On the other hand:

Gender certainly plays a role, but so does the fact that most people aren’t that great at imagining how they would feel if they went through an experience they’ve never gone through. Just like appeals to kinship, experiencing something for yourself often helps make it feel more important and relevant to you. I hate the fact that this seems to be the only way this guy learned, but I’m still glad he learned. That’s one more person who’s going to stop spewing the bullshit that women are “privileged” when it comes to online dating, one more person who will hopefully be a little more supportive of his female friends when they get harassed and abused online.

I’ve seen a few comments about how this guy is speaking for women and whatnot, and while that obviously happens a lot, I don’t think that I see it happening in this case. He did a little personal experiment for himself, not for some grand political purpose, and shared it on a subreddit frequented mostly by women. The fact that his perspective inevitably gets elevated above many women’s perspectives is not something that he is responsible for as an individual; it is something that we are all responsible for collectively.

In that way, what happened here–the fact that this man didn’t believe women when they talked about online dating, the fact that he only started believing them when he pretended to be a woman, the fact that the story of his daring escape from the Land of Women Have It So Easy has been upvoted and shared so many times–this is not the problem. It’s a symptom of the problem.

It’s not just with online dating and harassment that this sort of thing happens. A little over a year ago, for instance, Cory Booker (then mayor of Newark, NJ; now senator) made the news for taking the Food Stamp Challenge, in which you live on the equivalent of a food stamp budget for a week. Writing at xoJane, Melissa criticized the stunt:

Dear Mr. Mayor and anyone else: Want to know what it’s like to live on food stamps? Read thisthis or this — or ask the 46 million Americans who do it every day, not as a “challenge” or for publicity but because they can’t afford food.

[…]There’s a big difference between being someone who is “challenging” themselves and has all the immaterial benefits of being not-poor, and being someone who is truly poor, and who’s suffering and has probably at other times in their life suffered from lack of food. It’s like Tyra Banks putting on a fat suit and acting like she gets it.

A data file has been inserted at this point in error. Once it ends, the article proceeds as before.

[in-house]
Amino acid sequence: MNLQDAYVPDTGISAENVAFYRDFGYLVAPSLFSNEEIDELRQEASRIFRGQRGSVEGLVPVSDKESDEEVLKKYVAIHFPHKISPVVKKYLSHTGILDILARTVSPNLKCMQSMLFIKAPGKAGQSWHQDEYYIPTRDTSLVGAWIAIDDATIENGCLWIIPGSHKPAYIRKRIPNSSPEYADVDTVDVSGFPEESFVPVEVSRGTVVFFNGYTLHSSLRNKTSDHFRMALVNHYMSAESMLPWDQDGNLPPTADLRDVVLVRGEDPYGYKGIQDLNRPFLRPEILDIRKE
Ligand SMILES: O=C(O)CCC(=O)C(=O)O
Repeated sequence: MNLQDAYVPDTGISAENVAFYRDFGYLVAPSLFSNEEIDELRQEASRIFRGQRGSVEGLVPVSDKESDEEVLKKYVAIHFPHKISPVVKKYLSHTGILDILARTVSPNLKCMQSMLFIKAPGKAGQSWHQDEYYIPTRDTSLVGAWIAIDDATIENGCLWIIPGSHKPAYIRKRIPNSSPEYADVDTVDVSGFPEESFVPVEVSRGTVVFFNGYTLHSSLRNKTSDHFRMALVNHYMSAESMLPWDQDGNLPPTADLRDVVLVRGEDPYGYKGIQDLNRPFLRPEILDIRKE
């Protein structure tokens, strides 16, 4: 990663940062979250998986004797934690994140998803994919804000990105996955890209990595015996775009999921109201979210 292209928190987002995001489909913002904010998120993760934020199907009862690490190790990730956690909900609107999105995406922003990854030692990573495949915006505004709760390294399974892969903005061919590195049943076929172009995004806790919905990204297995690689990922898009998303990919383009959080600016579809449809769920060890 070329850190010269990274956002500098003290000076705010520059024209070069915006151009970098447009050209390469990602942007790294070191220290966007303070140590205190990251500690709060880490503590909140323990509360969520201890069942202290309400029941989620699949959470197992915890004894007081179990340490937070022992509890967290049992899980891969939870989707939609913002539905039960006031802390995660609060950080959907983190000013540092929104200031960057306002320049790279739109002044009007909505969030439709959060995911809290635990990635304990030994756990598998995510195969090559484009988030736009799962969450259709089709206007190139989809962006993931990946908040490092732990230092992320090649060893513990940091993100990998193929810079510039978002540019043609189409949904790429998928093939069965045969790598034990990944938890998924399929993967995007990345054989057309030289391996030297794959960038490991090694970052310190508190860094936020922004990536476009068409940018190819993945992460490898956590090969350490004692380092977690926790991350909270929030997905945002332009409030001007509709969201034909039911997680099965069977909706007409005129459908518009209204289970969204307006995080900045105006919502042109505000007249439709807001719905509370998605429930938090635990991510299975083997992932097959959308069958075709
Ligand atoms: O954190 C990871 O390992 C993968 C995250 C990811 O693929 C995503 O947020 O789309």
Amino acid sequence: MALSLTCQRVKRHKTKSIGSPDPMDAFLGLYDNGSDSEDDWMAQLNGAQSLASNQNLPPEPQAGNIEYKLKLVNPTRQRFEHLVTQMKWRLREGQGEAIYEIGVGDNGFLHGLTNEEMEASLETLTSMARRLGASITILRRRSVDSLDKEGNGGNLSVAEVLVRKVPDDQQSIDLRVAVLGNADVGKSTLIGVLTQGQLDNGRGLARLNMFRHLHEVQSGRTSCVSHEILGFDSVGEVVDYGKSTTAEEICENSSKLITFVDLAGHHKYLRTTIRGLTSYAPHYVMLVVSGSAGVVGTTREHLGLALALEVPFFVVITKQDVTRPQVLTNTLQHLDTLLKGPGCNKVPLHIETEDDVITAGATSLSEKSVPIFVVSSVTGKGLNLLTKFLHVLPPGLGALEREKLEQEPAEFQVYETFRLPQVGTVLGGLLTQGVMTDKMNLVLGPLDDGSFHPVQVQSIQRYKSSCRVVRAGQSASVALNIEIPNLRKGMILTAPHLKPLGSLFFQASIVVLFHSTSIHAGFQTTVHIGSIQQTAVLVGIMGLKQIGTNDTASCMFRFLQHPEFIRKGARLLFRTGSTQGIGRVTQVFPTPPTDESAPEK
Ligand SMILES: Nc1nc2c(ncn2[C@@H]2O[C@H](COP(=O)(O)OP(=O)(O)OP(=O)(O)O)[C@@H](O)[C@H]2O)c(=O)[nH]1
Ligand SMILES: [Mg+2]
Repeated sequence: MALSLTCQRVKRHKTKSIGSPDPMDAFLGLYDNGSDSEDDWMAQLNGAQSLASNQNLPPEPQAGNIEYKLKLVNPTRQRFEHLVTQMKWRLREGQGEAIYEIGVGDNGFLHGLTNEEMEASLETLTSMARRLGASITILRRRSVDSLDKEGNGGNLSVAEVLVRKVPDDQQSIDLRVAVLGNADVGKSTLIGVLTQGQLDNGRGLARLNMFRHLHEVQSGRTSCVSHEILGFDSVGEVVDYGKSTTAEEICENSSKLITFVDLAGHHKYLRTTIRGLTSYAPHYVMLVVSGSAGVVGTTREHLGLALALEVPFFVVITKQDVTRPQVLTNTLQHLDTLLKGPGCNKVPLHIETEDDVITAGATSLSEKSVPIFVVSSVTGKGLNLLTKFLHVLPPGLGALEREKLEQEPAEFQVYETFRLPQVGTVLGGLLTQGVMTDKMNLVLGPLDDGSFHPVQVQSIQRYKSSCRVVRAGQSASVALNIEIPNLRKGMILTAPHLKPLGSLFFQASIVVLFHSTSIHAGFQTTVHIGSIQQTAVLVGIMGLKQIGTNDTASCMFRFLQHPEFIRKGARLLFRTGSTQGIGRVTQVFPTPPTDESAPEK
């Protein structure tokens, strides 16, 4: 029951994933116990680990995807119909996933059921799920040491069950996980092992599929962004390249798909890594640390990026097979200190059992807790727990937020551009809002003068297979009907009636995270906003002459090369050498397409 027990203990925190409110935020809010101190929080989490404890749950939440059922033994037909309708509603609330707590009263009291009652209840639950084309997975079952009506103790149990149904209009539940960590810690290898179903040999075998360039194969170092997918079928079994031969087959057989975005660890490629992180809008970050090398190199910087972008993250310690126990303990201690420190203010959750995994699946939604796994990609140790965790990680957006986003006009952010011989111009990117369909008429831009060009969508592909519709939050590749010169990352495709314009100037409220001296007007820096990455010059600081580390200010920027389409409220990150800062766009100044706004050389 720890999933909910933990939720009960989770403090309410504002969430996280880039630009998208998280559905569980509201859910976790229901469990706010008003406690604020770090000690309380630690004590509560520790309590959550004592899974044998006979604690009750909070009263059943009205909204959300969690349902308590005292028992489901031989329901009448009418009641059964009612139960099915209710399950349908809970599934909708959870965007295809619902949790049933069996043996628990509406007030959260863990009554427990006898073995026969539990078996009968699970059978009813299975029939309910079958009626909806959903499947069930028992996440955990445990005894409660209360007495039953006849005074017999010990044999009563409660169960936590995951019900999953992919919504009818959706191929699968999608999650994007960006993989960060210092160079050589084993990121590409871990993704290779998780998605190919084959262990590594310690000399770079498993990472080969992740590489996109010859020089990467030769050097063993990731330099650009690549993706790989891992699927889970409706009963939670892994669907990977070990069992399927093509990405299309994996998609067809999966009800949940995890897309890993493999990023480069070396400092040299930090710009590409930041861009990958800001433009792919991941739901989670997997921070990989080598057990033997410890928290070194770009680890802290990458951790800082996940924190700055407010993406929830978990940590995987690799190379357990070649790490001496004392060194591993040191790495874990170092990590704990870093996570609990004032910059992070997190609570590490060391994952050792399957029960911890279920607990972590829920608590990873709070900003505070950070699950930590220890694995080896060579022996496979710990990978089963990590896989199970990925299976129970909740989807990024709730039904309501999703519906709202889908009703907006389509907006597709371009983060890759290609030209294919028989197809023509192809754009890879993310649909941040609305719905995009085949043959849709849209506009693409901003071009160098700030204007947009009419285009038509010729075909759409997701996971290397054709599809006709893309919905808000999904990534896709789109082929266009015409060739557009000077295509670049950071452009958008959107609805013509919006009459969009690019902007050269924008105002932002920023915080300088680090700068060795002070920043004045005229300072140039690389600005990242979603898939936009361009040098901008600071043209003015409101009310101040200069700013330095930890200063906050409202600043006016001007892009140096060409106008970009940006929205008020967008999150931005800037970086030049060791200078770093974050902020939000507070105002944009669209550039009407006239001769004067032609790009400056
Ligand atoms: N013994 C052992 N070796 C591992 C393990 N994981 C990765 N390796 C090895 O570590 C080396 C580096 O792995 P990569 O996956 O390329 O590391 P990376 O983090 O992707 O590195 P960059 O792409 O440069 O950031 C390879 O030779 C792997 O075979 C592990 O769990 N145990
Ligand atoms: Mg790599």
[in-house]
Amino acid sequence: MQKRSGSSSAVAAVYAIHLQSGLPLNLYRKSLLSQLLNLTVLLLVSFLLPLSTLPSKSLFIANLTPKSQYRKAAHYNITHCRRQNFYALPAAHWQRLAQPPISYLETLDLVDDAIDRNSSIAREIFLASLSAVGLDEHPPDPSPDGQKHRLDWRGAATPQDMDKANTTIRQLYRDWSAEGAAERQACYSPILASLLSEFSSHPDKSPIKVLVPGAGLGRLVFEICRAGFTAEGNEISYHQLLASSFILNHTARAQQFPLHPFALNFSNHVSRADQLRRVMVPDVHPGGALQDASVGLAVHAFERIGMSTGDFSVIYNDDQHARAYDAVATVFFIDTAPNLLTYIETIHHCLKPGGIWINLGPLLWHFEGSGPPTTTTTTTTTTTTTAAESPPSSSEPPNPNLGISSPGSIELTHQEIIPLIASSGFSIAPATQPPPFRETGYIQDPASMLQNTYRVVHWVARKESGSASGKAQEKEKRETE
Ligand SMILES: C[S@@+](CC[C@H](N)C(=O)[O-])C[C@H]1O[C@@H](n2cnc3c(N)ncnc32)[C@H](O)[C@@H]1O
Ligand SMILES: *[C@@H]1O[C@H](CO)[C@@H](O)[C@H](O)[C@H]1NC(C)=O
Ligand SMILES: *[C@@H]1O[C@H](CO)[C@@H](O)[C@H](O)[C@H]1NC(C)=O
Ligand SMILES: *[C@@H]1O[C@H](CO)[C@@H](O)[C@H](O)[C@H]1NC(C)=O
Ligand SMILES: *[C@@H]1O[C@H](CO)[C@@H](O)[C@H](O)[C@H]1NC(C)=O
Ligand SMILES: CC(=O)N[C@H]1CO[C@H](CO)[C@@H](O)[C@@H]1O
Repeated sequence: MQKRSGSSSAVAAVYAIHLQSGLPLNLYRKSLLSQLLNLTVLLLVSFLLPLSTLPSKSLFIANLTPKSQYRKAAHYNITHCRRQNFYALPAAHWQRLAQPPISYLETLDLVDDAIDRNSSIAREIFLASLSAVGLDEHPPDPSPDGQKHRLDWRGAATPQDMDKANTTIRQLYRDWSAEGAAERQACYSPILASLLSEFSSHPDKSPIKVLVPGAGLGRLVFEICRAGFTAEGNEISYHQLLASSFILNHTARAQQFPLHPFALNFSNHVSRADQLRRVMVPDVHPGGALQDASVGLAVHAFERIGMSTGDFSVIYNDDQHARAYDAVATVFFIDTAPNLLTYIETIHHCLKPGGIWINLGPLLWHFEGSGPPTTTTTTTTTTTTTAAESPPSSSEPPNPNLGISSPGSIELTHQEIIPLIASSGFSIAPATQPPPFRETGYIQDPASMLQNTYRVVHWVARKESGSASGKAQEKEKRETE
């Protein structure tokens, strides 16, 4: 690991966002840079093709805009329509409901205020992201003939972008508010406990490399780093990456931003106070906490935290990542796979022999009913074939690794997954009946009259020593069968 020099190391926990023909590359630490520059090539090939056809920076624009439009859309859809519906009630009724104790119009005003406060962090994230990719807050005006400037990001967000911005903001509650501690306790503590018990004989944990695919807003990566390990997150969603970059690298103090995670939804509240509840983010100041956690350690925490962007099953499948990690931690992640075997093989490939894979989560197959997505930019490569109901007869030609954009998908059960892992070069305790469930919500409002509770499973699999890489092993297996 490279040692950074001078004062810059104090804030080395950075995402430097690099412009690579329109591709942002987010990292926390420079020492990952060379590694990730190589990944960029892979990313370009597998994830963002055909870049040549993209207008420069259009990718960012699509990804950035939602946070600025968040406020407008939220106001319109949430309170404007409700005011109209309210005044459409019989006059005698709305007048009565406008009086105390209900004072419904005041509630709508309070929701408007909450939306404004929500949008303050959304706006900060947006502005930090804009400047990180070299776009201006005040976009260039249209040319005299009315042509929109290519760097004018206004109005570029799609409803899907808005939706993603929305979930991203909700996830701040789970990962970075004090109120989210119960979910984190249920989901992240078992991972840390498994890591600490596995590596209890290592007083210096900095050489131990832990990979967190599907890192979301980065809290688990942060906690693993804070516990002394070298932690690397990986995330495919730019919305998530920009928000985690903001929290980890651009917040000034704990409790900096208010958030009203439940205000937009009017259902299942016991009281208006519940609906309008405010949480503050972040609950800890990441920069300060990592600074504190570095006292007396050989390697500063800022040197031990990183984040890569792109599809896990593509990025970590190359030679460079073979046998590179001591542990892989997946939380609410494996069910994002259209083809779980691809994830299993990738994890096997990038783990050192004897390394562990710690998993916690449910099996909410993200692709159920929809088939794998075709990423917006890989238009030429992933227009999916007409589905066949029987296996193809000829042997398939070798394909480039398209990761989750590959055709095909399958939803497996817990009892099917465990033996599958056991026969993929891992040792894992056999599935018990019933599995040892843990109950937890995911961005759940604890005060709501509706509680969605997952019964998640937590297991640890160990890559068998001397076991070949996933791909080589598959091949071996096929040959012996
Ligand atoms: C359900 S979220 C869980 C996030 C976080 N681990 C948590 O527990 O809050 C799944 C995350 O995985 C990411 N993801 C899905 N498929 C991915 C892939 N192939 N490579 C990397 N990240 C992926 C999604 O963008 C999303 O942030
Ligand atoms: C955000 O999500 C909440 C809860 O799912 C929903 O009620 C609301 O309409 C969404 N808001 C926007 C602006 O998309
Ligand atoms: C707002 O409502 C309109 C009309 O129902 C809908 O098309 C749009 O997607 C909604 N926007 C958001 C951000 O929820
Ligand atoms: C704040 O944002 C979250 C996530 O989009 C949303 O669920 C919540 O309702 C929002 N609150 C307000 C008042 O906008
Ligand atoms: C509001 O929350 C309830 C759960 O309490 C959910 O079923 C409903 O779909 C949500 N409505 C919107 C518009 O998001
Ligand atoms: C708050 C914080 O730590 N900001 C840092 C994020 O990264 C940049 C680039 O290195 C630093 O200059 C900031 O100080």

(Wearing a fat suit is, in fact, not very much like being fat.)

Of course, the difference here is that Booker is a well-known person, not a random throwaway Reddit handle, and was doing this to raise awareness–and probably for political reasons as well. Although he certainly didn’t intend to, Booker did sort of end up speaking for the millions of Americans who are actually on food stamps rather than elevating and centering their voices and experiences.

In her article, Melissa also points out that living on food stamps for a single week can’t possibly resemble the actual experience of a person living on food stamps, who may live in fear of losing what little resources they have and who may be chronically malnourished–and who doesn’t have the comfort of knowing that after the week’s over, everything will be back to “normal.”

OKCThrowaway22221’s experience is slightly more similar to that of a woman on OkCupid than Booker’s is to that of a person living in poverty, but at the end of the day (or at the end of two hours, rather), he could delete the profile and never have to think about it again. A woman can choose not to do online dating, but she can’t generally choose to stop being perceived as a woman by men and treated accordingly. The abuse women get on online dating sites is not unique to online dating sites.

I don’t want guys to stop doing things like this if that’s what helps them learn. In fact, I’ve suggested things like this to men in the past when they’d ask me, “Why do we still need feminism?”

I also want every guy who does this, or who learns something from reading about it, so ask himself why women’s stories weren’t enough.


In case you’re curious, here are some of my OKC experiences:


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*It’s important to note that not all women experience sexual harassment in the same ways or at the same levels. Women who are marginalized in other ways besides gender are often harassed in ways that interact with those marginalizations (for example, this). Some women are largely ignored by men when it comes to sexual attraction, so it’s important not to present online dating experiences like these are representative of all women.

Edit: Heina of Skepchick also has a great post on this, which I didn’t see until after I wrote this because I’ve been traveling.